Upon receiving this explanation of the typical import of the Levitical sacrifices, Palladius very naturally exclaims, “How deep the expression, and how dark the signification* of the law!"

* Opp. S. Cyrilli Alex. ed. Joan Auberto. Paris, 1638, tom. I. p. 616. B.
# Num. xxviii. 7.

I See Lev. ix. 4, in the Septuagint. * Messrs. Berington and Kirk render this “the sentence of the law," following the Latin version * quam obscura legis sententia.” But " sententia” (xpñua) bere evidently should be rendered, meaning, signification. A little before, when St. Cyril asks, “ What does this signify?" the Greek is, Tu xoñua nálıv; in the foregoing, clause, the word lóyos, if I mistake not, ought also to be rendered “meaning, “ sense,

;"" rationale”; not " Scripturæ verba,” as in Aubert's version.

And Cyril answers, “ Because it is an enigma, Palladius, and resembles the dim shadowing forth of subtile and finely-polished thoughts."

Can anything be more unfair than to represent such a passage as this as an assertion of the obscurity and difficulty of the whole Scripture, in such a sense as to render it necessary to reprobate the individual examination of Holy Writ? St. Cyril is here speaking only of the Law of Moses, and does not even assert the difficulty and obscurity of that part of Holy Scripture generally, or in its literal and primary signification, but only the difficulty of discovering in it that typical meaning, and those obscure allusions to the deeper mysteries of Christianity, of which he had been speaking just before. It is difficult to repress some feeling of indignation at so gross a specimen of literary misrepresentation.

And the same unfairness is also manifest in the quotation of the second passage which occurs at the beginning of St. Cyril's commentary on Isaiah. There also he had in view the mystical interpretations and far-fetched allegorical expositions of Holy Scripture, which in that age were so common, and which have done so much to give plausibility to the opinion that the Scriptures are dark, difficult, and unintelligible. His words are as follows*:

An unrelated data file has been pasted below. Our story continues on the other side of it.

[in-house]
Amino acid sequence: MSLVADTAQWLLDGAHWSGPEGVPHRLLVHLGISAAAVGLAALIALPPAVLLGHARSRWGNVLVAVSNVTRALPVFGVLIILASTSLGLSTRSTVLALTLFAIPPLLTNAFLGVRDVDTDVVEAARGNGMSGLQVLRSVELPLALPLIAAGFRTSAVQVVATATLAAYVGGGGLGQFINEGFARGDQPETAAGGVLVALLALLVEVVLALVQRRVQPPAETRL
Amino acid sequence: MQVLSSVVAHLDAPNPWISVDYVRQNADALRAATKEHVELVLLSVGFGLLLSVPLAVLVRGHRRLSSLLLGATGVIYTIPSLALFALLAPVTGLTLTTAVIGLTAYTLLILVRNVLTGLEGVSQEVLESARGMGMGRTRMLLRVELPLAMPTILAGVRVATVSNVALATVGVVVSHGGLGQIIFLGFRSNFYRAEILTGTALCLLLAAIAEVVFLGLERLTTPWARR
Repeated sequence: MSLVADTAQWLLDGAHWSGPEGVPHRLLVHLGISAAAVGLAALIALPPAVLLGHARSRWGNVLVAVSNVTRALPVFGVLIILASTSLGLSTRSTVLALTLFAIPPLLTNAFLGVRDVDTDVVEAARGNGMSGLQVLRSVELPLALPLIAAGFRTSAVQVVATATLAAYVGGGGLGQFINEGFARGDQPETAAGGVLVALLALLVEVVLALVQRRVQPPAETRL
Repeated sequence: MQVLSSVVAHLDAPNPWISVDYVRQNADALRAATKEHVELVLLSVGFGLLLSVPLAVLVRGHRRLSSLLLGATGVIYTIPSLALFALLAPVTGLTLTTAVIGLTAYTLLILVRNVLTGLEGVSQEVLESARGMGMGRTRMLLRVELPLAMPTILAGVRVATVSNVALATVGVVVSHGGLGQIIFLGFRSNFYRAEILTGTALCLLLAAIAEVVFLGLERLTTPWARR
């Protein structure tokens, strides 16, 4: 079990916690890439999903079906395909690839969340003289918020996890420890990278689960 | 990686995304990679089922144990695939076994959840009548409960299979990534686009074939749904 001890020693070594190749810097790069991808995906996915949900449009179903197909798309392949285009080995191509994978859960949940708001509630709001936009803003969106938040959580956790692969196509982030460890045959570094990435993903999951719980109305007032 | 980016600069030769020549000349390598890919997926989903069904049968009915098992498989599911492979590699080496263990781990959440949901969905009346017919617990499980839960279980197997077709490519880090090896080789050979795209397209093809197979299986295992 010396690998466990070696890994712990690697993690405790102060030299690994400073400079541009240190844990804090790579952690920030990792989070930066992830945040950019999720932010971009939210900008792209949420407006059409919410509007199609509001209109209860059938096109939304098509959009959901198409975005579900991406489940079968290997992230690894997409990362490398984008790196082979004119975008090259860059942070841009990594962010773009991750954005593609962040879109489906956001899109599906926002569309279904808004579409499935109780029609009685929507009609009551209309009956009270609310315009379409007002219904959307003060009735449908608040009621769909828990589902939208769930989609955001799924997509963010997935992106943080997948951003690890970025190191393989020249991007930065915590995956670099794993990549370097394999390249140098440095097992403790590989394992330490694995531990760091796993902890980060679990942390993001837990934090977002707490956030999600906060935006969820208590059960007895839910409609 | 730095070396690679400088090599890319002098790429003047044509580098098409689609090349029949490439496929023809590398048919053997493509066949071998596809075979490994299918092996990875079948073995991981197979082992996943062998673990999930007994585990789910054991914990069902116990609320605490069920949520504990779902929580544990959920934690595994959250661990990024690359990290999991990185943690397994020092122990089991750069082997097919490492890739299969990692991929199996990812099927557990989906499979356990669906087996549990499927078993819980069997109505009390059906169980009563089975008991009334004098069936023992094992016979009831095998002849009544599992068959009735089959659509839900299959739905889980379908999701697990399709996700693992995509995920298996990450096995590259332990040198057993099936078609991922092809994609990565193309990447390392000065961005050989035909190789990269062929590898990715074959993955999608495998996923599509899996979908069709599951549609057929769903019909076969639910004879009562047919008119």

'Ασυμφανης μεν αιεί των αγίων προ- The meaning of the holy prophets, φητών ο λόγος, μεμέστωται δε των κεκ- always obscure, is mingled with hidden ρυμμένων εννοιών, και μυστηρίων ημίν thoughts, and travaileth with the preτων θείων ωδίνει προαγόρευσιν. τέλος diction unto us of the Divine mysteries; γάρ νόμου και προφητών ο Χριστός, κα- for, as it is written, Christ is the end of θώς γέγραπται. .

the law and of the prophets. How this proves St. Cyril to have reprobated the individual examination of the Scriptures is difficult to explain ; and no less difficult is it to discover here any allusion to the absurdity of men following their own views in the reading of the sacred text.” Similar complaints of the obscurity and difficulty of the prophetic Scriptures may be found in almost every writer who has undertaken to interpret them; but this is so far from proving the individual examination of the Scriptures to be prohibited, that many divines have supposed the obscurity of prophecy to have been intended by its Divine Author as an incentive to the study of it.

But we have not yet done with the arguments which Dr. O'Connell has derived from the writings of St. Cyril of Alexandria, as he found them quoted by Messrs. Berington and Kirk. He proceeds:

When John of Antioch had departed from the teaching of the church, by a perverse interpretation of the written Word, St. Cyril observes, by way of the most effectual refutation of his errors, that he stood alone in his views, and was in opposition with the received doctrine of the church. Speaking of this heretic, he observes

* Opp. tom. ii. p. *

“ • He grieves all the bishops, both in the East and in the West, asserting that the word concerning Christ is not orthodox, but perverted. But it suffices for demonstration and refutation of these things, that they have never been said by any one within the churches as they are set down in the exposition of this man.'?

Where St. Cyril has said of John of Antioch that he “stood alone in his views, and was in opposition with the received doctrine of the church," Dr. O'Connell does not inform us, and I think it would puzzle him to tell. Messrs. Berington and Kirk do not quote any such words; and, therefore, if they are St. Cyril's words at all, Dr. O'Connell must have found them in some other authority. I am inclined to think, however, that, although he gives them with marks of quotation, he did not intend them to be regarded strictly as such, but only as a brief summary of the testimony to be found in the passage he was about to cite.